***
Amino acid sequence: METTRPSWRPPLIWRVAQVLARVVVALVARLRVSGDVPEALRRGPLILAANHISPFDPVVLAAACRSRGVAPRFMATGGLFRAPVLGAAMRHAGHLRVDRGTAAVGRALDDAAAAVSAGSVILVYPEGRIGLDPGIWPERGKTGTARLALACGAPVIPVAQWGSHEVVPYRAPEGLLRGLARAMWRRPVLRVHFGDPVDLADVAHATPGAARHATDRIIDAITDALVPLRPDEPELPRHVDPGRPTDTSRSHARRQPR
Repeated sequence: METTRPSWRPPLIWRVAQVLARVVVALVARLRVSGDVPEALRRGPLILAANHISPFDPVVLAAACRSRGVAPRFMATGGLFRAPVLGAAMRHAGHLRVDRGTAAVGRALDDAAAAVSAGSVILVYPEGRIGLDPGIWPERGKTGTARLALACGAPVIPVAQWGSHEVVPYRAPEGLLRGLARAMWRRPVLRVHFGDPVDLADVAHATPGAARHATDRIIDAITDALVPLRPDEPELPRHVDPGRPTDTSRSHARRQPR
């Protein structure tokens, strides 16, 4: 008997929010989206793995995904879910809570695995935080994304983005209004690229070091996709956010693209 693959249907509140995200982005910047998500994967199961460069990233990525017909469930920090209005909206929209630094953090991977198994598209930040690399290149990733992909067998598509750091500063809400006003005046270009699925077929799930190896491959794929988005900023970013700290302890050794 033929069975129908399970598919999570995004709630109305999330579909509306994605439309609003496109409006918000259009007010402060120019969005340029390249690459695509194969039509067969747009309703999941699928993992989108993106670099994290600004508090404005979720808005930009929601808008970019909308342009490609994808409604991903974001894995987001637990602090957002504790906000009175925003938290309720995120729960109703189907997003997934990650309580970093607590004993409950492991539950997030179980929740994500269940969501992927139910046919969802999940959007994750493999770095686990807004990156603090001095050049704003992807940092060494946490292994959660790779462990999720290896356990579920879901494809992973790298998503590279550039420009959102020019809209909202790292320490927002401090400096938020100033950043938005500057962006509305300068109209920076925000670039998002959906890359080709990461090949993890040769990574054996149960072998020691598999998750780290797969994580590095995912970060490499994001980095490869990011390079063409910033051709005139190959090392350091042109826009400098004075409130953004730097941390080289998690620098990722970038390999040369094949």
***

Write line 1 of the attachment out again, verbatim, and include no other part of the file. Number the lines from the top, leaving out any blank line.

Amino acid sequence: METTRPSWRPPLIWRVAQVLARVVVALVARLRVSGDVPEALRRGPLILAANHISPFDPVVLAAACRSRGVAPRFMATGGLFRAPVLGAAMRHAGHLRVDRGTAAVGRALDDAAAAVSAGSVILVYPEGRIGLDPGIWPERGKTGTARLALACGAPVIPVAQWGSHEVVPYRAPEGLLRGLARAMWRRPVLRVHFGDPVDLADVAHATPGAARHATDRIIDAITDALVPLRPDEPELPRHVDPGRPTDTSRSHARRQPR